Consortium wins £12.2m for genomic surveillance of COVID-19
The Wellcome Sanger Institute in Cambridge is in the vanguard of an initiative to turn the screw on the coronavirus through real-time genomic surveillance.
The Department for Health and Social Care Testing Innovation Fund has backed the COVID-19 Genomics UK (COG-UK) Consortium, which The Sanger Institute is part of, in expanding whole genome sequencing of positive SARS-CoV-2 virus samples to map how COVID-19 spreads and evolves.
It has awarded £12.2 million funding to build a national real-time genomic surveillance system of COVID-19 to help tackle the pandemic.
As part of the system researchers at Sanger are creating surveillance software to help public health authorities detect and respond to local outbreaks faster, monitor for viral mutations associated with escape from vaccines once they are deployed and support the diverse science and public health aims of the COG-UK Consortium.
Viral genome sequencing data generated across the COG-UK network, including the Wellcome Sanger Institute, is integrated with data from the four UK Public Health Agencies and NHS Test and Trace to help understand outbreaks and strengthen infection control measures.
Since March, COG-UK has generated and made publicly available more than 100,000 SARS-CoV-2 genomes – comprising more than 45 per cent of the global total. This unprecedented effort has not been achieved previously for any pathogen anywhere in the world.
The Sanger Institute has been using its funding from Wellcome for its SARS-CoV-2 sequencing and is the largest genome sequencing hub within the COG-UK consortium.
As part of the effort, the Institute rapidly established new high-throughput sequencing pipelines and developed supporting software to sequence and analyse positive SARS-CoV-2 virus samples.
Collectively these data and tools have provided important scientific insights into the spread and evolution of the virus, at local, regional, national and international scales.
However, the current second wave of COVID-19 cases in the UK and throughout Europe means that it is more important than ever that genomic tracking of the virus is supported for the long term.
The genomic data will be used in genomic surveillance of the virus as new vaccines are deployed, to determine whether the virus evolves to escape them.
Professor Sir Mike Stratton, director of the Wellcome Sanger Institute, said: “Our mission is to build a national real-time genomic surveillance system for COVID-19.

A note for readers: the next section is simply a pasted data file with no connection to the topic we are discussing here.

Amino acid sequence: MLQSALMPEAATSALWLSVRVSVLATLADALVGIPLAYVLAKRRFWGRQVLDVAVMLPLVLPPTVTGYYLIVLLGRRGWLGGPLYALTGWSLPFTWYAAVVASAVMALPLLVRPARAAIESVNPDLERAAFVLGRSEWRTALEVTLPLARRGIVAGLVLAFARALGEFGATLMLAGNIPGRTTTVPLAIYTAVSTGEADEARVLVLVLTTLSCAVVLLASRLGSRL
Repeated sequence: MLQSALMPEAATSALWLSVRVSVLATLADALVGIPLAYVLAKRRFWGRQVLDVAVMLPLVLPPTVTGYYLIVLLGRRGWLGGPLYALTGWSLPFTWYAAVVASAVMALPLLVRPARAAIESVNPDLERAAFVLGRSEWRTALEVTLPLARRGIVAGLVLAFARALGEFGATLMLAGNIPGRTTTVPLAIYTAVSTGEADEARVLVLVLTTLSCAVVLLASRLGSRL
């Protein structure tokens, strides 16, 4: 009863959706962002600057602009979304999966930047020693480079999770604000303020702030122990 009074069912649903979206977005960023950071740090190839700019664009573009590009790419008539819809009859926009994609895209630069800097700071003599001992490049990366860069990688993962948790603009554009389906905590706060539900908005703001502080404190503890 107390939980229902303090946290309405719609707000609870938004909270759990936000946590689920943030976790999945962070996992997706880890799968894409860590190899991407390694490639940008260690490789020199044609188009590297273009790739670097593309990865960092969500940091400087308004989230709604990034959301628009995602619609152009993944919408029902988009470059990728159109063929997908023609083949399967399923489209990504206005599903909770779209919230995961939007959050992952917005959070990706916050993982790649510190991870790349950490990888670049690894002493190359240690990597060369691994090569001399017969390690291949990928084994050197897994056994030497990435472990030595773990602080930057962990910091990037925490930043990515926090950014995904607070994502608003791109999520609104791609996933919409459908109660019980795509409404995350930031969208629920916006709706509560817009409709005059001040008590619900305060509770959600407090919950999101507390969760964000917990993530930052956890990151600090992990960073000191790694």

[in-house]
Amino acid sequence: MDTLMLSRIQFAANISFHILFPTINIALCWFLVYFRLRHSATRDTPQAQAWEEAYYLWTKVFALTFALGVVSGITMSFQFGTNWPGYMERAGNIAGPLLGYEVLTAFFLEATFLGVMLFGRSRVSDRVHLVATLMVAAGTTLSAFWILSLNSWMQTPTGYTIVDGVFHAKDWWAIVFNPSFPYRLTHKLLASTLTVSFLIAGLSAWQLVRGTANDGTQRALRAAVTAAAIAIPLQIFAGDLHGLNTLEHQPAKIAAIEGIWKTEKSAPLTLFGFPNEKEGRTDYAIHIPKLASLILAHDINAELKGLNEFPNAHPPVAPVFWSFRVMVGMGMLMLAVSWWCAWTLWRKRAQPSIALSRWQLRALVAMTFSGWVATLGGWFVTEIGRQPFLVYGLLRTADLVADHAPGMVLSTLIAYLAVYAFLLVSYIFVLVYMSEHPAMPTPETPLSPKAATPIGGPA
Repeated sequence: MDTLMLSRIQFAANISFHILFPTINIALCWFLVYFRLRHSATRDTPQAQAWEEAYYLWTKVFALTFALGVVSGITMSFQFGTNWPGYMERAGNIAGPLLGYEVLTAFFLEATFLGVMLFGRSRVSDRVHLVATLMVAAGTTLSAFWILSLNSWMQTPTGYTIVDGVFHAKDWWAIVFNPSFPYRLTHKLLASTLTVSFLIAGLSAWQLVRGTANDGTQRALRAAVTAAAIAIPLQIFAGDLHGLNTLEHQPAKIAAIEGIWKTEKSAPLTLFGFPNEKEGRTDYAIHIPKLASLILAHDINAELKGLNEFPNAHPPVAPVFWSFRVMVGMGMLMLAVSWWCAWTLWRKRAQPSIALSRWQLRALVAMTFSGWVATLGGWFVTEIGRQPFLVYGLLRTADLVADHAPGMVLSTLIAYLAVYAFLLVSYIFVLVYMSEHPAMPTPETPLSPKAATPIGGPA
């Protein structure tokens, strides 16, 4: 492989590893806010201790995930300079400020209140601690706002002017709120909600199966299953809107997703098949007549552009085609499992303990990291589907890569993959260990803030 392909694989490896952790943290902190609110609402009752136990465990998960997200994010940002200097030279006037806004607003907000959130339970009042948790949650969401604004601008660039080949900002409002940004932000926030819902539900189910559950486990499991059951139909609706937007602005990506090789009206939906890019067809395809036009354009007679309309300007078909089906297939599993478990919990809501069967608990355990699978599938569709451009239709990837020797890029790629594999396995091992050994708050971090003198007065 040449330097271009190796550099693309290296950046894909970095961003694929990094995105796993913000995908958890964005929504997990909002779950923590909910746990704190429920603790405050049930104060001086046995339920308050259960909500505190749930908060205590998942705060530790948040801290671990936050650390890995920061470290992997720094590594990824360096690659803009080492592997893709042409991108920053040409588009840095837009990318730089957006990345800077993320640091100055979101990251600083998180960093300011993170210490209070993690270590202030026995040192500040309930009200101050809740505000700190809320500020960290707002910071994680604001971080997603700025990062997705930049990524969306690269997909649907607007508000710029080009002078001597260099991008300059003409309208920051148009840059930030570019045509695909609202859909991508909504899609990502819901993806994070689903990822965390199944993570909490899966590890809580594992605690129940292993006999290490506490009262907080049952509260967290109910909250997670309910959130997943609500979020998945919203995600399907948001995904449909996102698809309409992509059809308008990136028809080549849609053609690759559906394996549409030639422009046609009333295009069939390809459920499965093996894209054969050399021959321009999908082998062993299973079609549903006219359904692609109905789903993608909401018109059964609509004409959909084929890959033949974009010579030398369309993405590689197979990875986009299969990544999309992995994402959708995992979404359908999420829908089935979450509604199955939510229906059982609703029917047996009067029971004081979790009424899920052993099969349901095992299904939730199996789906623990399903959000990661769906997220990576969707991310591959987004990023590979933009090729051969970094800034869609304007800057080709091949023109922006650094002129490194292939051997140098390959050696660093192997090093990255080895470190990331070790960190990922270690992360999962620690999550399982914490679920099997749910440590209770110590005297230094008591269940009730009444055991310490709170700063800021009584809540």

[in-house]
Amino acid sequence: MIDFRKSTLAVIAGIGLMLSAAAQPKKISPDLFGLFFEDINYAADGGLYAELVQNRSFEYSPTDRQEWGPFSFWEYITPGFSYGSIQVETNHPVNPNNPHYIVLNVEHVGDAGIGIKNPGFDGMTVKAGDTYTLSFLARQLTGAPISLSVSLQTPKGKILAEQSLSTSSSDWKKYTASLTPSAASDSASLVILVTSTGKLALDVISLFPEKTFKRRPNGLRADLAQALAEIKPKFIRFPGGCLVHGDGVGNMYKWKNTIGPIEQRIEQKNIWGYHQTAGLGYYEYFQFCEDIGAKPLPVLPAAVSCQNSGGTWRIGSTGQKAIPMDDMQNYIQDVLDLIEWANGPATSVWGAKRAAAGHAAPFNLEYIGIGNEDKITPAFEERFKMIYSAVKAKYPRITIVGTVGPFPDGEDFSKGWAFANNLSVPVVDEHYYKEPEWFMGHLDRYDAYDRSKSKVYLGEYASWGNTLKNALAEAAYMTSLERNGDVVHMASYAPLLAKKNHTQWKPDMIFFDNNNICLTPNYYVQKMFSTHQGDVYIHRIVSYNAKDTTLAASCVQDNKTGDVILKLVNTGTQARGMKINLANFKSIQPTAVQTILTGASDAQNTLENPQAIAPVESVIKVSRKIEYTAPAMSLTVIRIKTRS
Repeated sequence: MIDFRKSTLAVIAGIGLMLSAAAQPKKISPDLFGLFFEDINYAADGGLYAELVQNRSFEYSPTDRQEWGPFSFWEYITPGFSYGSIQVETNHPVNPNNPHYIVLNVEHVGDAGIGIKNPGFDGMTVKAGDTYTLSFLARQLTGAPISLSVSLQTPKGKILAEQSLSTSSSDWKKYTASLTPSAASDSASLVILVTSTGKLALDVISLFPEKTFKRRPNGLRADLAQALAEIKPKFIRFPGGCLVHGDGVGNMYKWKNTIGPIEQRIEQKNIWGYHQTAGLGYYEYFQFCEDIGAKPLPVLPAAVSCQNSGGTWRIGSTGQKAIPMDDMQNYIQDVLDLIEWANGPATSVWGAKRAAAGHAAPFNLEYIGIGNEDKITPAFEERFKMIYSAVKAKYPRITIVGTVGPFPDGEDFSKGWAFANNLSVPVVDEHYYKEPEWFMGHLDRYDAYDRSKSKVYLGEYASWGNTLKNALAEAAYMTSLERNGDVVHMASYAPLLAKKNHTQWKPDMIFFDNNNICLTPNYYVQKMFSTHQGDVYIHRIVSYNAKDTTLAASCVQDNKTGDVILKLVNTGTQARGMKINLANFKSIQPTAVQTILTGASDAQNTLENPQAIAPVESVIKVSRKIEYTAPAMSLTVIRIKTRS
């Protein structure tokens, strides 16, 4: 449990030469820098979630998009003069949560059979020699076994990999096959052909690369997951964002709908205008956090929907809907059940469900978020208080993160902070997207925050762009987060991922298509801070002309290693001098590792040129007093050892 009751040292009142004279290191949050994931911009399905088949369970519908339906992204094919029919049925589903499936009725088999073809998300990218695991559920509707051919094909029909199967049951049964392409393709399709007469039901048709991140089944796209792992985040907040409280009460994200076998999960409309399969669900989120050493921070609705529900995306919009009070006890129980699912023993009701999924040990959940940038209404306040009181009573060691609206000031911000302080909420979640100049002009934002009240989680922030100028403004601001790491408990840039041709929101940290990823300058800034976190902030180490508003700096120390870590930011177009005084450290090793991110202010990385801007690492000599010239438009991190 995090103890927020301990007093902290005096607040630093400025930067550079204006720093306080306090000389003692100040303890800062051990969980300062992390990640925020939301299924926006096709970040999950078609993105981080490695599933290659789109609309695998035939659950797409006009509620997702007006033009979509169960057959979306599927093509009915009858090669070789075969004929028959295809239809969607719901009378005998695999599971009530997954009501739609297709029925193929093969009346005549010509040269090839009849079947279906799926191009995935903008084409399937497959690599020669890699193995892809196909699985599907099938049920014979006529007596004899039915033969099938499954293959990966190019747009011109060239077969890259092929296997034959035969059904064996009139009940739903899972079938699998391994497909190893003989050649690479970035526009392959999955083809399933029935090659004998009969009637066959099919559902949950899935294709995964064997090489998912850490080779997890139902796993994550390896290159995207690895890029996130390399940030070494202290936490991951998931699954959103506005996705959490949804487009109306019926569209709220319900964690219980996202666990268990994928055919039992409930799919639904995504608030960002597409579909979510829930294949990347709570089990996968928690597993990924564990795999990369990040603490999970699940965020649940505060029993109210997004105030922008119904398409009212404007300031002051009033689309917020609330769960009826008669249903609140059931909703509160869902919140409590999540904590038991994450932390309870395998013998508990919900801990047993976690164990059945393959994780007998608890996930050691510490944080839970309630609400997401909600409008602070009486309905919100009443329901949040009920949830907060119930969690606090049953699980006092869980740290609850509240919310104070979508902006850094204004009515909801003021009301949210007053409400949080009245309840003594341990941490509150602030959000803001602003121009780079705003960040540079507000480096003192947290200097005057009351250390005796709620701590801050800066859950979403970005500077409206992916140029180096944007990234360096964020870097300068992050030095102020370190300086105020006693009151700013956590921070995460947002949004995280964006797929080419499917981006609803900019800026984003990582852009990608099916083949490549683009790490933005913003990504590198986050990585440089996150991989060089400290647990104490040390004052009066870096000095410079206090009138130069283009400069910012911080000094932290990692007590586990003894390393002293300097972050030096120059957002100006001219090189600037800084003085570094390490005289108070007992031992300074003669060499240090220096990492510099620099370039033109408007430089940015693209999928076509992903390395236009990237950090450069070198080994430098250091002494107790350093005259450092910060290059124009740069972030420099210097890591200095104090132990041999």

“Using genomics to track the SARS-CoV-2 virus in real time will help public health authorities detect and respond to local outbreaks faster and show us how the virus responds when new vaccines are introduced.
“This new genomic surveillance system will only be possible through sequencing viral genomes at huge scale, thanks to the monumental efforts of scientists at the Wellcome Sanger Institute and across the whole COG-UK network.”
Professor Sharon Peacock, who is the Director of the COVID-19 Genomics UK (COG-UK) Consortium, Professor of Public Health and Microbiology at the University of Cambridge and a Director of Science (Pathogen Genomics) at Public Health England, added: “To fully understand the spread and evolution of the SARS-CoV-2 virus, we must sequence and analyse the viral genomes.
“The pattern of accumulation of mutations in the genomes enables us to determine the relatedness of virus samples and define viral lineages in order to understand whether local outbreaks are caused by transmission of single or multiple viral lineages.
“Analysis of viral genome sequences also allow us to monitor the evolution of SARS-CoV-2 and assess whether specific mutations influence transmission, disease severity, or the impact of interventions such as vaccines.”
Sanger, with COG-UK, the four UK Public Health Agencies and other academic partners are working to link SARS-CoV-2 genome data with epidemiological, clinical and contact tracing records nationally.
This will help establish a comprehensive national dataset linking viral sequencing with host genomics, immunology, clinical outcomes and risk factors.